The Franklin School, located at 13th & K Street NW, was designed by Adolph Cluss in 1869. It is a National Historic Landmark. Photo: army.arch on Flickr.
What do you think is the best use of the vacant Franklin School building at 13th & K? Please take a moment to vote in the poll in the top right corner of the blog. Here are some of the options:
Magnet high school: Did you know that aside from School Without Walls, which has far more applicants than available slots, there is no public high school in all of Ward 2? Students on the west side of the Ward travel up to Woodrow Wilson in Tenleytown. Those on the east side head over to Dunbar in the area of Shaw near New Jersey Avenue that extends into Ward 5. Franklin's central location would be easily accessible through multiple metro stations and bus stops. I attended a magnet high school in New York, as I believed it provided an environment that was more conducive to learning (i.e. safer than my neighborhood school and with more focused students) and it had an alternative curriculum that was a better fit for me. The magnet school could also have a limited in-boundary area to guarantee a slot for those who live downtown. It could provide an innovative program, such as focusing on international studies or the arts. The school has a capacity of approximately 400 to 450 students. While there is no athletic field, arrangements might be made with another school.
Innovative elementary/middle school program: According to the Downtown BID, there are now about 3,000 apartments and 2,500 condos downtown. Not all of these are in the immediate area of Franklin, but some are, and more will be. For instance, about 700 additional units are planned for the Old Convention Center site, just a few blocks from the Franklin School. While there may be few children in these buildings, if DC is going to have a sustainable and livable downtown, it will need high-quality schools in the area. Franklin may provide a location to fulfill this need. A challenge, however, is that it does not have playground or outside recreation space, is not conducive to busing, and downtown streets could pose a safety challenge to walking to school. Parents who live or work downtown, however, would find it convenient to walk or drop off their children at school. For instance, Stevens Elementary (closed this year) located on K Street had a population of out-of-boundary students whose parents worked downtown. Likewise, Hardy Middle School in Georgetown is about 80% out-of-boundary students.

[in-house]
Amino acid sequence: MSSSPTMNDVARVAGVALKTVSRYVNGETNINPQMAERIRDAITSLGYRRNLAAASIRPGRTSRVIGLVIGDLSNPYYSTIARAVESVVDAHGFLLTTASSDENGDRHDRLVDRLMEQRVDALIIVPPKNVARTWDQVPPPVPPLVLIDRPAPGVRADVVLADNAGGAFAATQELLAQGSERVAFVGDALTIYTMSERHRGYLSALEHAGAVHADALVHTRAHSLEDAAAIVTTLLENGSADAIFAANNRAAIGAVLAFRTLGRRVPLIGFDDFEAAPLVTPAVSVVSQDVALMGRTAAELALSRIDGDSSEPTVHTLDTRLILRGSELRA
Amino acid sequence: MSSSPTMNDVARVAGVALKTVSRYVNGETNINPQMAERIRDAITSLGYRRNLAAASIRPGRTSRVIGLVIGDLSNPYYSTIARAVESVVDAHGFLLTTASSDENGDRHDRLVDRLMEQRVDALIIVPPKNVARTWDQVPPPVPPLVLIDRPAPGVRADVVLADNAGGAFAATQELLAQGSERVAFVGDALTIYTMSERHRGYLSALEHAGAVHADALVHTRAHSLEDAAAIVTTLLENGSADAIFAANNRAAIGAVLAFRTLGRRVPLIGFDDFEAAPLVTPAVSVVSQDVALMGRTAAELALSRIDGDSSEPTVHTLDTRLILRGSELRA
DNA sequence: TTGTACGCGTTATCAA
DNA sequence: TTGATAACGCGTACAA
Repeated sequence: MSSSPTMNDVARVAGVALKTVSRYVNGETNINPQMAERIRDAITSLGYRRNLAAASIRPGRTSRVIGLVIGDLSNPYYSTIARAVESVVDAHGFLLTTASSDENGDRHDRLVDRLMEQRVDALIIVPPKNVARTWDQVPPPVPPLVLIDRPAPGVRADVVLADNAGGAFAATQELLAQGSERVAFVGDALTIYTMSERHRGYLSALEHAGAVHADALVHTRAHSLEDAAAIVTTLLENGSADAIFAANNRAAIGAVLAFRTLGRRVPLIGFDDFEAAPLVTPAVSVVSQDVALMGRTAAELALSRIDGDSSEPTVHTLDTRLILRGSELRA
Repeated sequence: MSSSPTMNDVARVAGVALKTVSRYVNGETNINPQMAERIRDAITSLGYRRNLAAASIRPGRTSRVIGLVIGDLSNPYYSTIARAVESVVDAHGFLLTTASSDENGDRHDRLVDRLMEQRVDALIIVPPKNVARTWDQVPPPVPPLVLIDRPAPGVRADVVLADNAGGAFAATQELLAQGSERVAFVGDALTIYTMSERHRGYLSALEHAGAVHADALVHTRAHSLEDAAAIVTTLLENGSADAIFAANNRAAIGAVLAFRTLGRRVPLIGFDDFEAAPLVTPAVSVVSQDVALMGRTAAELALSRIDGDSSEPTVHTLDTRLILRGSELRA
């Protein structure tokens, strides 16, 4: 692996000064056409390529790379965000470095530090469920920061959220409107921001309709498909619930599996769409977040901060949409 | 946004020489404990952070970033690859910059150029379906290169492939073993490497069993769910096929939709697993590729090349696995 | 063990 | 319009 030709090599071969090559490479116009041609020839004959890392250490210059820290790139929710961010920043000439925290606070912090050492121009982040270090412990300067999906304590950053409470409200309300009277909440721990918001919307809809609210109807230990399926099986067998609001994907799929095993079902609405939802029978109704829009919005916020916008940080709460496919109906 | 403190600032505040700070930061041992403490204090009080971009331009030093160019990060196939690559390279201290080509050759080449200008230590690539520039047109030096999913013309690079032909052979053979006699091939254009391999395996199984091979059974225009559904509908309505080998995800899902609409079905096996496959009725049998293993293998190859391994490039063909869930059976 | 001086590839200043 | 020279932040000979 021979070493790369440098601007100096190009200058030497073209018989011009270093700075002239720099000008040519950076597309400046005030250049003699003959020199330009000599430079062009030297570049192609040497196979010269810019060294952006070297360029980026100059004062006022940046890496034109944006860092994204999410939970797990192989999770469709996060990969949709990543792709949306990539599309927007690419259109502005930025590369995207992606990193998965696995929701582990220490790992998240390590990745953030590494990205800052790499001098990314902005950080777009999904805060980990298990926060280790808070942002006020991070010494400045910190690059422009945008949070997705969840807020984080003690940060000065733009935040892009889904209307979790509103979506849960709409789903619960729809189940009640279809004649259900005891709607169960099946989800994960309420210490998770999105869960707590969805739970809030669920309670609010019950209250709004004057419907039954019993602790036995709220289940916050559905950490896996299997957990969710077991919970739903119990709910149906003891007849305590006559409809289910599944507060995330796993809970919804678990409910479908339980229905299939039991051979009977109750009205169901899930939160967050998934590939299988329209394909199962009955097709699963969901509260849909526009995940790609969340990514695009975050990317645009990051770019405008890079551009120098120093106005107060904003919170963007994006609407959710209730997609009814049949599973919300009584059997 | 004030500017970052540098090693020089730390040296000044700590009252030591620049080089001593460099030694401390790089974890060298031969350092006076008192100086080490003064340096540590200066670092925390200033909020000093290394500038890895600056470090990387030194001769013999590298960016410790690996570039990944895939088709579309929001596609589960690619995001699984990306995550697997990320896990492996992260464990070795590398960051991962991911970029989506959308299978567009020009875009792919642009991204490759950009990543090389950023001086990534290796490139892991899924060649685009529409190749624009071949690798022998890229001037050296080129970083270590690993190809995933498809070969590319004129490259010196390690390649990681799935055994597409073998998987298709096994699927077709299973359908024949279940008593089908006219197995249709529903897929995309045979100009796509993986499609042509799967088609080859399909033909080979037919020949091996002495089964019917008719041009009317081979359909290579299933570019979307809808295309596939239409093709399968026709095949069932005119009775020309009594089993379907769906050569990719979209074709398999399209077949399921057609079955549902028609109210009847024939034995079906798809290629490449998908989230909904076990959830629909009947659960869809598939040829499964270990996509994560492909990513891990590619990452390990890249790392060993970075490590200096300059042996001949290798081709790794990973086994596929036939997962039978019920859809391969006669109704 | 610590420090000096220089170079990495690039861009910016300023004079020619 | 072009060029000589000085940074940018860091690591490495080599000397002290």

Community college: Earlier this year, UDC established a community college. In addition, DC Appleseed and the Brookings Institution have voiced support for establishing an independent public community college. While the Franklin School would not provide capacity for an entire community college, it could provide a flagship downtown campus. The school might focus on a program such as hospitality management, a paralegal program, construction management, or provide technical training. This is consistent with UDC's goal of opening several campuses throughout the city over the next few years. The downtown location would be particularly convenient for DC residents, many of whom might work in the area while taking classes, who would otherwise need to travel to Van Ness. Franklin Square would provide a quad that students could use for study groups, reading, and lunch.